PR-savvy coppers latest to exploit Man United's shambolic season

After Paddy Power had a laugh at the Red Devils' expense, a division of the Greater Manchester Police has joined the fun on its Facebook page to underline abuse of 999 calls.

The story that a drunken fan had called 999 demanding to speak to former manager Sir Alex Ferguson did not get out because of a press office tip-off or because of a journalistic scoop.

Instead it has a lot to do with the Greater Manchester Police having trained 300 officers in the use of social media as part of a "devolved" communications strategy.

"We now have about 100 Twitter and Facebook accounts," explains the force’s head of corporate communications Amanda Coleman.

So how did the story get out?

"We didn’t place it," she says. "It was based on a Facebook entry put out by the GMP North area immediately after the 999 call to highlight the importance of not misusing the 999 number."

The entry was then picked up by Manchester Evening News and over the course of 36 hours the story went nationwide, getting greater pick-up than Paddy Power’s earlier "emergency Sir Alex Ferguson" PR stunt.

The force has encouraged local police teams to take the initiative in the use of social media and most areas have as many as four people capable of using it on every watch.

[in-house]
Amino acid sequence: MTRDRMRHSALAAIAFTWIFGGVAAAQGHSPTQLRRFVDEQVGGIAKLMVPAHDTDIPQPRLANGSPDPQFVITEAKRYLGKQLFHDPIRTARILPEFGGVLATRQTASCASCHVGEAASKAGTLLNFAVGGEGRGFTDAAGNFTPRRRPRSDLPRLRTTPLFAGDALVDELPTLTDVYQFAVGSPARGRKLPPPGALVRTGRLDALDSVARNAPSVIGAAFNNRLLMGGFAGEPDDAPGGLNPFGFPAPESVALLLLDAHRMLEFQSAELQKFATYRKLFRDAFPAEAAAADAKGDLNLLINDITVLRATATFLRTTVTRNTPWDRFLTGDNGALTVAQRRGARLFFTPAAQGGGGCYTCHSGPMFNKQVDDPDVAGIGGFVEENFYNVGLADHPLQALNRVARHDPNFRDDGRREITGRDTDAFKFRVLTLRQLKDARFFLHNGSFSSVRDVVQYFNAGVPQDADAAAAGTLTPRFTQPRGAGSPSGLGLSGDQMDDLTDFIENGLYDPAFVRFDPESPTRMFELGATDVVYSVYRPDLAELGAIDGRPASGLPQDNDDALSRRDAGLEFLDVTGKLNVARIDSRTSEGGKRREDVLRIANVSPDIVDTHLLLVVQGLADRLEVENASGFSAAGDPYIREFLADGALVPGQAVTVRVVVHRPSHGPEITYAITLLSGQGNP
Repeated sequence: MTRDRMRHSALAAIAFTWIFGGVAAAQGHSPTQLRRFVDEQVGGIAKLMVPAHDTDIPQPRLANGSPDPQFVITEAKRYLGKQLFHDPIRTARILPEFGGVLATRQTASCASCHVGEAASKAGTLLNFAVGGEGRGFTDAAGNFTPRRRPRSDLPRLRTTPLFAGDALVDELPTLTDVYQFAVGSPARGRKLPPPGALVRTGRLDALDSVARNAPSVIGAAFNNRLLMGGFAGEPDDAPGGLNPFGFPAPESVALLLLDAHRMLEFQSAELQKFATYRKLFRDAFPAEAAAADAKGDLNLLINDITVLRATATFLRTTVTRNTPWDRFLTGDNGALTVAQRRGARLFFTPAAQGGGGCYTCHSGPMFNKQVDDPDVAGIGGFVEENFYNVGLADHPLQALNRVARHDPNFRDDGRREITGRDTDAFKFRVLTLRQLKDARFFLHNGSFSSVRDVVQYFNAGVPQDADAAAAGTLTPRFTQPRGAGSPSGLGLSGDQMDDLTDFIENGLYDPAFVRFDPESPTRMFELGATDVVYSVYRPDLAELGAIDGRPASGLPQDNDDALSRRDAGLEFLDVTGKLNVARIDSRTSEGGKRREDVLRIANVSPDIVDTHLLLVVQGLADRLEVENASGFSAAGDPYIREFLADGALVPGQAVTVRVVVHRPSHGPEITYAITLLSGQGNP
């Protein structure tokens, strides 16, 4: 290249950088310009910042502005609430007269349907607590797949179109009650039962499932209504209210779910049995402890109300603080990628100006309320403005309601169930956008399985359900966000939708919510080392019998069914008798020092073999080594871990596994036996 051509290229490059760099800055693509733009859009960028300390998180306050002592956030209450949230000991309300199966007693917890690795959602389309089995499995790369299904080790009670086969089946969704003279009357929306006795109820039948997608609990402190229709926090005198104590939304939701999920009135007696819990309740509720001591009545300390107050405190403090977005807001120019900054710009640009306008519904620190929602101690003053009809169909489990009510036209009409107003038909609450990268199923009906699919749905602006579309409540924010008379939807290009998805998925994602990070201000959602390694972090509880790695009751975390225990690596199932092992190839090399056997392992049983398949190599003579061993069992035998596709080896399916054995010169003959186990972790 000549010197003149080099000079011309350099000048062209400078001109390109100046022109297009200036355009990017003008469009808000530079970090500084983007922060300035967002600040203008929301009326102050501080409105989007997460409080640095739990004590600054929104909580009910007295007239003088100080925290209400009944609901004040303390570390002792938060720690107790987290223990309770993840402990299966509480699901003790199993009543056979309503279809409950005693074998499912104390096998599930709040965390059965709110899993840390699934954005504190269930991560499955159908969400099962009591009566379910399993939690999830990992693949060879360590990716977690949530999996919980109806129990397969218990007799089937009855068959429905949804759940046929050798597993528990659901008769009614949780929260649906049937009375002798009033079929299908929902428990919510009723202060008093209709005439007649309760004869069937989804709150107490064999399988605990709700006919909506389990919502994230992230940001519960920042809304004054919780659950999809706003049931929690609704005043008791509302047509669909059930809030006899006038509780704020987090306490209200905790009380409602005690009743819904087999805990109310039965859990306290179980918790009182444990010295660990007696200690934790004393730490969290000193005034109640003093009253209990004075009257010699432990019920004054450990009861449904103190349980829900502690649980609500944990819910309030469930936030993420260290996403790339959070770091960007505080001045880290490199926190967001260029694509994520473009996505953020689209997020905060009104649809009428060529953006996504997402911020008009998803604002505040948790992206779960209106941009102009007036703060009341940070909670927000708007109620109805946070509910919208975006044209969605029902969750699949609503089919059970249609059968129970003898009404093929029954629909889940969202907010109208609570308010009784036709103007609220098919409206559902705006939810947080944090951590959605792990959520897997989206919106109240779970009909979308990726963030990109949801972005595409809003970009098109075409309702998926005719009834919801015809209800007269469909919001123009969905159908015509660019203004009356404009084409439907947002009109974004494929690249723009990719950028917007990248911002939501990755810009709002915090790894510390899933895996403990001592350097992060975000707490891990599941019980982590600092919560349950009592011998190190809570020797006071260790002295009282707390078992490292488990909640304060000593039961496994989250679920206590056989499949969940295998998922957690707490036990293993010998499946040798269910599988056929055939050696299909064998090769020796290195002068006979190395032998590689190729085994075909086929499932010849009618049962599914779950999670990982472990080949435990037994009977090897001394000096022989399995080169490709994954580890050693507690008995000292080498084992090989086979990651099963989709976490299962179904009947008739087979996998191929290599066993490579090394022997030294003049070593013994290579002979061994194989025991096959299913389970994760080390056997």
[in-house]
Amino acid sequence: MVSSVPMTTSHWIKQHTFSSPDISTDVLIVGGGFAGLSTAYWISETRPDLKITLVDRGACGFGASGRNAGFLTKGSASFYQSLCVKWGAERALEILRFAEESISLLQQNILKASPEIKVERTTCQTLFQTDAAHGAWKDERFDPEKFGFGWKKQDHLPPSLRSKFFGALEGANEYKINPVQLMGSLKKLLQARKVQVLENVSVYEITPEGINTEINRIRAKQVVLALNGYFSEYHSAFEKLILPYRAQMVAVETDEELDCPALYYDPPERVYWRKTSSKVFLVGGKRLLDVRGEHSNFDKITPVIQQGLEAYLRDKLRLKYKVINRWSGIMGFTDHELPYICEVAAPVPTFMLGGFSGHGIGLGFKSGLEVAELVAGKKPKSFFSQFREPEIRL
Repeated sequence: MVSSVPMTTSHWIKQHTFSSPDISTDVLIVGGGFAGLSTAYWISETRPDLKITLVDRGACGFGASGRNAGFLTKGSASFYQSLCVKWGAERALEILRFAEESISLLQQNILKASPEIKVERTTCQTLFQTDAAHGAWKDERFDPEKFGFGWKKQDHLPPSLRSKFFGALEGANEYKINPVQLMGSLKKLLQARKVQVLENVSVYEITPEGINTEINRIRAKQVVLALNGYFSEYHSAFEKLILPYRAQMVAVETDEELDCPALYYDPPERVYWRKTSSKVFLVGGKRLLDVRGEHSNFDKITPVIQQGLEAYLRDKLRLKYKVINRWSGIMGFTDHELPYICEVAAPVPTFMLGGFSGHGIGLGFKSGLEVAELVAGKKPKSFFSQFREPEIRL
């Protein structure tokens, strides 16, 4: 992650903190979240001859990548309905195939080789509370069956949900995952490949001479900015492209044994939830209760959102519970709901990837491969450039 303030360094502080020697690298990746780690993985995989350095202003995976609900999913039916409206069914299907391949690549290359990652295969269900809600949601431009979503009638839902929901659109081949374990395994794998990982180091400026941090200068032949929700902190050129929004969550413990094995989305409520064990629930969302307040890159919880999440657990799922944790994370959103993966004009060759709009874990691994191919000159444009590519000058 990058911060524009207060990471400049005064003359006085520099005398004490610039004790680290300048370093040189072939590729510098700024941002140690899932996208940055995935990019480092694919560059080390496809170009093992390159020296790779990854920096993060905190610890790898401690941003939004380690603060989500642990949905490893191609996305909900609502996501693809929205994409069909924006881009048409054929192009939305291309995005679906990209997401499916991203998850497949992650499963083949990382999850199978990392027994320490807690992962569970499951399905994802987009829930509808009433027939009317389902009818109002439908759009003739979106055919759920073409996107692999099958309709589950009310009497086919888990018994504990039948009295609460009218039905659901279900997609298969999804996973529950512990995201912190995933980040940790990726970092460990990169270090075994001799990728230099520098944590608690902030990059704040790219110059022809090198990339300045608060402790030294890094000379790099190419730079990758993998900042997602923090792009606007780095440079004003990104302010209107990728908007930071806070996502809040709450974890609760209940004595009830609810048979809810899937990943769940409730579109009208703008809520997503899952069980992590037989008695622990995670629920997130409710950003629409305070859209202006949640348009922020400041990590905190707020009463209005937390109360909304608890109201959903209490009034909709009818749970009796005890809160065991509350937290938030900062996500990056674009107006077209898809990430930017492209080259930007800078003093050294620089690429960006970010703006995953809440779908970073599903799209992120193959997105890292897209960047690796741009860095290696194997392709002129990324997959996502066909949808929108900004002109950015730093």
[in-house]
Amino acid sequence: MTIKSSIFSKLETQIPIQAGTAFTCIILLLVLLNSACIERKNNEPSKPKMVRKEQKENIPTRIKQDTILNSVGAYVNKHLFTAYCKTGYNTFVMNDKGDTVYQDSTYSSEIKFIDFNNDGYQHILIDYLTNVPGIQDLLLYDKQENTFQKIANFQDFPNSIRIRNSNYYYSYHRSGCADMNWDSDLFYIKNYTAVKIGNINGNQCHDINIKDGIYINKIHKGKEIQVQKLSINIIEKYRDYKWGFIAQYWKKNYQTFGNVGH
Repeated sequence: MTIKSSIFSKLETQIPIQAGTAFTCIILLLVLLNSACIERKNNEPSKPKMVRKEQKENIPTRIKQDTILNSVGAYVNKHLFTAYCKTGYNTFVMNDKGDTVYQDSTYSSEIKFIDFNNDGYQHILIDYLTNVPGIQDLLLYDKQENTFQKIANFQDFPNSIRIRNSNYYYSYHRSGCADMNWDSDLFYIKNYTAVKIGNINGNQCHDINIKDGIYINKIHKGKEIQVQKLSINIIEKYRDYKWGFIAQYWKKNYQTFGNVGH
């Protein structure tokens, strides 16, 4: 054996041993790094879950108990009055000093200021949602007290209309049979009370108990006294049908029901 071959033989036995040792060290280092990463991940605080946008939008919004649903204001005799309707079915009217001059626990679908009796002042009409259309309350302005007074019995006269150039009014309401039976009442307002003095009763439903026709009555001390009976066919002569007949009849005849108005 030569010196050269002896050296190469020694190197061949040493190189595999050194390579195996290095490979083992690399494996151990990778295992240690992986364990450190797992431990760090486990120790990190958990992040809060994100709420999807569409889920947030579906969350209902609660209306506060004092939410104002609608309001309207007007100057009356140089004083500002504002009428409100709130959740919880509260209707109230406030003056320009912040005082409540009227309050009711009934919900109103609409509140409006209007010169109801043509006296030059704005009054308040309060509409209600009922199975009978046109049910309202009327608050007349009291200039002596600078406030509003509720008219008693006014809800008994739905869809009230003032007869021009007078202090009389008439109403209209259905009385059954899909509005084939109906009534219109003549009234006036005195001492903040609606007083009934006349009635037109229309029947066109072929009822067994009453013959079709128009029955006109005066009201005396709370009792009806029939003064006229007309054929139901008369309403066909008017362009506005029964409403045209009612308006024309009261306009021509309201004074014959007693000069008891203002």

"They are told to issue very local crime prevention advice and update the community regularly on community policing issues. Having been trained, they know their own areas better than we do so they use their own discretion.

"We started in 2010 but it took a year before we got every neighbourhood on Twitter. We took the decision to keep it very local."

The force accepts that this lack of central control means that sometimes they might not get it right. According to Coleman it is a risk worth taking.

"Ninety-five per cent of what they do is fine. Occasionally they might overstep the mark. But this policy makes a real operational difference. So mistakes are balanced by the gains in policing efficiency and local community relations."
The force has distributed a guide to social media to all officers, and it is by no means the only branch of the police getting to grips with the medium.

This month the Association of Chief Police Officers (ACPO) updated its guidance on safe use of social media for officers and staff.

Social networking sites have offered "significant new opportunities" to make contact or consult with communities, says the report.

Neighbourhood officers can access hard-to-reach groups, forces can respond "live-time" to incidents of public concern and rumours and speculation can be countered, it adds.

It concludes: "The internet and social media offer significant benefits and services to police officers and staff but they are not without risk. For instance social media makes it easy for officers to accidentally disclose 'operational material or tactics'.

"ACPO encourages all members of the police family to take advantage of those benefits but to do so responsibly and in a manner that reduces risks to an acceptable level."

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